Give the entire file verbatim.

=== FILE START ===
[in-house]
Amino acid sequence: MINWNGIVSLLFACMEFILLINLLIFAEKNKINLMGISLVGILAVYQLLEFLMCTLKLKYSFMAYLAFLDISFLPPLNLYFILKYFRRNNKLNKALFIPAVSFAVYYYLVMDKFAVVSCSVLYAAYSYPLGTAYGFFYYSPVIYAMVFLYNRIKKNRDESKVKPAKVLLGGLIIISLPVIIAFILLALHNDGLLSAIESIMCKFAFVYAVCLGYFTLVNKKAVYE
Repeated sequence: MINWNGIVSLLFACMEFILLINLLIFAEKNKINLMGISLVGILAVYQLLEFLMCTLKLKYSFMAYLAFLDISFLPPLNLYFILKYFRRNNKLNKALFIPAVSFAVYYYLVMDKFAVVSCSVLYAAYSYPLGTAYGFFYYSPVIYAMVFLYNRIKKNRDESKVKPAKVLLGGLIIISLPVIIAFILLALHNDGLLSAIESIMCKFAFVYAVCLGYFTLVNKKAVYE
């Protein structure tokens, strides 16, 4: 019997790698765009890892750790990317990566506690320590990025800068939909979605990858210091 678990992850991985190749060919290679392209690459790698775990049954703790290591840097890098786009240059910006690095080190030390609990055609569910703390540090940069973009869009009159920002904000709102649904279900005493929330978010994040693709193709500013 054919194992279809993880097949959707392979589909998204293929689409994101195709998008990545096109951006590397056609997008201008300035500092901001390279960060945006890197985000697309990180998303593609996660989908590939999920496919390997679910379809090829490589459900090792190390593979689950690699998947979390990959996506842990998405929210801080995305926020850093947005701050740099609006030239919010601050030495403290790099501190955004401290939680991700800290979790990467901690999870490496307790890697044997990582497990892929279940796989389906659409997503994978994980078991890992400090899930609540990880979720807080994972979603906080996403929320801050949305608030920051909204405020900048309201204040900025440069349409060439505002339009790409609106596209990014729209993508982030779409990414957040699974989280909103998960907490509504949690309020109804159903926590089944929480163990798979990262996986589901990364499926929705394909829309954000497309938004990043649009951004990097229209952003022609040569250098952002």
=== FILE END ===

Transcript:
[in-house]
Amino acid sequence: MINWNGIVSLLFACMEFILLINLLIFAEKNKINLMGISLVGILAVYQLLEFLMCTLKLKYSFMAYLAFLDISFLPPLNLYFILKYFRRNNKLNKALFIPAVSFAVYYYLVMDKFAVVSCSVLYAAYSYPLGTAYGFFYYSPVIYAMVFLYNRIKKNRDESKVKPAKVLLGGLIIISLPVIIAFILLALHNDGLLSAIESIMCKFAFVYAVCLGYFTLVNKKAVYE
Repeated sequence: MINWNGIVSLLFACMEFILLINLLIFAEKNKINLMGISLVGILAVYQLLEFLMCTLKLKYSFMAYLAFLDISFLPPLNLYFILKYFRRNNKLNKALFIPAVSFAVYYYLVMDKFAVVSCSVLYAAYSYPLGTAYGFFYYSPVIYAMVFLYNRIKKNRDESKVKPAKVLLGGLIIISLPVIIAFILLALHNDGLLSAIESIMCKFAFVYAVCLGYFTLVNKKAVYE
């Protein structure tokens, strides 16, 4: 019997790698765009890892750790990317990566506690320590990025800068939909979605990858210091 678990992850991985190749060919290679392209690459790698775990049954703790290591840097890098786009240059910006690095080190030390609990055609569910703390540090940069973009869009009159920002904000709102649904279900005493929330978010994040693709193709500013 054919194992279809993880097949959707392979589909998204293929689409994101195709998008990545096109951006590397056609997008201008300035500092901001390279960060945006890197985000697309990180998303593609996660989908590939999920496919390997679910379809090829490589459900090792190390593979689950690699998947979390990959996506842990998405929210801080995305926020850093947005701050740099609006030239919010601050030495403290790099501190955004401290939680991700800290979790990467901690999870490496307790890697044997990582497990892929279940796989389906659409997503994978994980078991890992400090899930609540990880979720807080994972979603906080996403929320801050949305608030920051909204405020900048309201204040900025440069349409060439505002339009790409609106596209990014729209993508982030779409990414957040699974989280909103998960907490509504949690309020109804159903926590089944929480163990798979990262996986589901990364499926929705394909829309954000497309938004990043649009951004990097229209952003022609040569250098952002």